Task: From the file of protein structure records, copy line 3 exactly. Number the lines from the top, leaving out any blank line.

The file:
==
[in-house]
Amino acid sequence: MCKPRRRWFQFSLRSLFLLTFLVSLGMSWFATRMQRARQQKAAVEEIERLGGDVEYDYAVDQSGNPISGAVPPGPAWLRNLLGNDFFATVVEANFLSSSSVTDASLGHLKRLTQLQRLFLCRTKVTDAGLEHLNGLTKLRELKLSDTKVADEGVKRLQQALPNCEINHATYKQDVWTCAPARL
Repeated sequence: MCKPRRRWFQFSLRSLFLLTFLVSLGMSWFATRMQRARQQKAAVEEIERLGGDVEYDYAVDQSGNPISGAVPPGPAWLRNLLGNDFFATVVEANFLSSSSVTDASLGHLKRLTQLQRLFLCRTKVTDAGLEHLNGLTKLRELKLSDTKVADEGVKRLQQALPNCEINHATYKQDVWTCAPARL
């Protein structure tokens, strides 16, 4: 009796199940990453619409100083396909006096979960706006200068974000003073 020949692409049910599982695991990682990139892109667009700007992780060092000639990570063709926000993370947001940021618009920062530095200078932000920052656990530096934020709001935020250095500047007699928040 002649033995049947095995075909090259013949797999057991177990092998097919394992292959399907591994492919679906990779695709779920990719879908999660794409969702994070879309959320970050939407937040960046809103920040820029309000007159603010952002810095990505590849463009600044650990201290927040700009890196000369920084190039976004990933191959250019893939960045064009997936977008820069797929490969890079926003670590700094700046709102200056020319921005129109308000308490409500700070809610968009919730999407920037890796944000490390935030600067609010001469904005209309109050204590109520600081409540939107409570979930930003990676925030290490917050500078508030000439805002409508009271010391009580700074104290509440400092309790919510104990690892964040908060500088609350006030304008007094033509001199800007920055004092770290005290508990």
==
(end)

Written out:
Repeated sequence: MCKPRRRWFQFSLRSLFLLTFLVSLGMSWFATRMQRARQQKAAVEEIERLGGDVEYDYAVDQSGNPISGAVPPGPAWLRNLLGNDFFATVVEANFLSSSSVTDASLGHLKRLTQLQRLFLCRTKVTDAGLEHLNGLTKLRELKLSDTKVADEGVKRLQQALPNCEINHATYKQDVWTCAPARL